The Madlad Actually Did It: What Elon Musk's Acquisition of Twitter Means?
Not even a month ago, Elon Musk bought a 9.2% stake on Twitter effectively becoming the largest stakeholder. On top of that, he became a member of Twitter's Board of Directors. When I divulged into this development, I cautioned to approach with low expectations with the following:
While he is the largest shareholder, 9.2% is far from the majority. Other investors that cumulatively hold 50% of the shares can block whatever direction Musk wants Twitter to take. It is guaranteed that he will have to make compromises in order to get some traction and the question is to what degree?
Transforming Twitter into a more free speech oriented platform is a massive undertaking that will take more than just throwing a bunch of money at it. While on the surface, CEO Agrawal and Musk are getting along, it does not erase the former's censorship-happy track record. On top of that, Twitter has on a few occasions colluded with the US government to do its bidding, effectively making the corporation a state actor.
My reservations came out to be partially true. Musk did indeed face opposition, but it did not come from the shareholders; it came from the board.
Only four days later, Parag Agrawal sent out a statement that Musk would not be joining the Board of Directors. Instead, Musk offered to buy out the company outright for $43 billion as he "lambast[ed] company management and [said] he’s the person who can unlock the “extraordinary potential” of a communication platform". In response, the board adopted the "poison pill" option so that if Musk acquired over 15% of the shares, additional shares could be purchased at a discount. Of course, that did not sit well with the shareholders as such a maneuver would tank the value of their shares. Not only that, but acting against the shareholders' interests would be a breach of fiduciary duty as Musk pointed out.
While Twitter's board was adamant at not letting Musk get his way, that did not stop the Tesla CEO. According to the WSJ, Musk met with "several shareholders of the company to extol the virtues of his proposal" and vowed to "solve the free-speech issues he sees as plaguing the platform". Not long after the publication, Musk and Twitter officially agreed to a deal, and well... here we are.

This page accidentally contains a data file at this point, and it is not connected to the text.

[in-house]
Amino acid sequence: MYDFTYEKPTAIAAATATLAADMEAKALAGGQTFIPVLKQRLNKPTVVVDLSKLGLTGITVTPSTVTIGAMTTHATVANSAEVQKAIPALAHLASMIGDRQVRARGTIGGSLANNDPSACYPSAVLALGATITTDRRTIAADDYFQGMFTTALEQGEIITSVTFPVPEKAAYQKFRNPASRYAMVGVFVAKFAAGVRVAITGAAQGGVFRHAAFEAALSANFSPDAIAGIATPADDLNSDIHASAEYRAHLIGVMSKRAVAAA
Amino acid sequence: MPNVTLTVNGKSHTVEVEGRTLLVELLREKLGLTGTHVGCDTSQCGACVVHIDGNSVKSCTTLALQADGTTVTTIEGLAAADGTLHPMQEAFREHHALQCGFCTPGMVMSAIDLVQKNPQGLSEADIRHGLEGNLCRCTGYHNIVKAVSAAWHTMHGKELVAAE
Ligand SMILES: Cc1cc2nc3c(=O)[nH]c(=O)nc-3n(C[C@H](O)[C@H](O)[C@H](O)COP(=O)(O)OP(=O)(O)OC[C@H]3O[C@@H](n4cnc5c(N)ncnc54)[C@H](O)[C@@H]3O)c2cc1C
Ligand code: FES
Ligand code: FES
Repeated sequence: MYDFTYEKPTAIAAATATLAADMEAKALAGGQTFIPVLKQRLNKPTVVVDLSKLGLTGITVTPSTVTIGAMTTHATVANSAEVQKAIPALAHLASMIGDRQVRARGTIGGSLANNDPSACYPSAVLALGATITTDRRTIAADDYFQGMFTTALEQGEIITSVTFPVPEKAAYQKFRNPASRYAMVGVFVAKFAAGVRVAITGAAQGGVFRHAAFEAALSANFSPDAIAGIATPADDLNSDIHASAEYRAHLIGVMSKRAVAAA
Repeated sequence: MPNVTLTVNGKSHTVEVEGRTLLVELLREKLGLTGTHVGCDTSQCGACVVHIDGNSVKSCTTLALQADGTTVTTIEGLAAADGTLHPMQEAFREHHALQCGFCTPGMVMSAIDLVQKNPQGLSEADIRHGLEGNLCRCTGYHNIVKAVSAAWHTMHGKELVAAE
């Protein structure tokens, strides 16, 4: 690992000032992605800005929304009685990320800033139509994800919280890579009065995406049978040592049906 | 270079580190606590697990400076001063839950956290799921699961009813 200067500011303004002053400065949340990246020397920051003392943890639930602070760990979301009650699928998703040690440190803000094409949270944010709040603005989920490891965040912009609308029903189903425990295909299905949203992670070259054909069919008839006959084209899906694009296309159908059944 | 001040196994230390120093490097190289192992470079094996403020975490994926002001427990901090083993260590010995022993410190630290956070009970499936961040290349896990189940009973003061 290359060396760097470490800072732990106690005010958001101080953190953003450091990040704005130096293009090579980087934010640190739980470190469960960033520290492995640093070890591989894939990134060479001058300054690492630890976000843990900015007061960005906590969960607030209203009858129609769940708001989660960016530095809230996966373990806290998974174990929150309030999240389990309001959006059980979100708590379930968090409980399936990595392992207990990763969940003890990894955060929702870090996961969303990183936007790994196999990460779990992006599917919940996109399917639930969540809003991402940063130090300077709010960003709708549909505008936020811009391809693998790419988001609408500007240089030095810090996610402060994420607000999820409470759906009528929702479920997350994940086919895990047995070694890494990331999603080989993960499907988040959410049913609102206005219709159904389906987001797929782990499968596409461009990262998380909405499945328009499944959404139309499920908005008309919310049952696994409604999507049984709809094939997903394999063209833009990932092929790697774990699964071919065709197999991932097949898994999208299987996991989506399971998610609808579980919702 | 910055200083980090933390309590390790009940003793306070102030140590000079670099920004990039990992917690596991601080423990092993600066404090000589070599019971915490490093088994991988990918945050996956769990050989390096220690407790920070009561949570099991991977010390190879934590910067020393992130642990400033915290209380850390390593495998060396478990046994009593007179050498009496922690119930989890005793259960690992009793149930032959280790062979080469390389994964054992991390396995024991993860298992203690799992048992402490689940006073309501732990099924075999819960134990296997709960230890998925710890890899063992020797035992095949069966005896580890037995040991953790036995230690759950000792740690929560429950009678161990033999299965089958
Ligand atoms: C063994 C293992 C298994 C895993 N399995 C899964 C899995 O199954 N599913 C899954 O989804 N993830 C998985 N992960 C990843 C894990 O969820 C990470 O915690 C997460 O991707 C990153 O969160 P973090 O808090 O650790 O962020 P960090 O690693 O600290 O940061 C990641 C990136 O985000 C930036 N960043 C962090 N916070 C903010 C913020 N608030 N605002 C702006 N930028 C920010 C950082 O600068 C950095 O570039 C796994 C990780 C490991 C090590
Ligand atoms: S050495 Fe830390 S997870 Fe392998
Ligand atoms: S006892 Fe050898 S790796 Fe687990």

In his celebratory statement, Musk emphasized the importance of free speech and described Twitter as a "digital town square". He reiterated at making the algorithm open source, an idea that he floated a month ago. Such a move would make Twitter exponentially more transparent and less susceptible to shenanigans such as shadow banning. Minds is one such example of a social media platform that makes its code open source and the overall experience is positive.
But the skeptical cynic may ask, "But what does he mean by 'free speech'?". I have expressed my doubts on other alternative platforms such as Frank Speech, GETTR, and Truth Social who advertised themselves as "free speech" platforms. Anyone can say "I support the freedom of speech" as lip service, but adhering to the principle in practice is another matter.
Today, Musk posted a tweet that further clarified his definition of free speech:
From what it looks like, under Musk's ownership, Twitter will not be banning users for mere mean tweets. However, tweets that call actions for violence or discrimination are illegal and therefore, bannable offenses. In another tweet in response to The Hill's Saagar Enjiti, Musk implies posting "misinformation" will not violate Twitter's rules either. In fact, he vehemently disagreed with the suppression of the Hunter Biden laptop story when it first came out.
Whether Twitter will make this complete transformation from a censorious Big Brother platform to something more free speech oriented, that remains to be seen. On paper, Musk's ideas sound very nice. Being able to scrutinize Twitter's algorithm on Github or Gitlab will greatly deter any background shenanigans. If the moderation consistently adheres to Musk's definition of "free speech", then no complaints from me. Now, it's a matter of execution.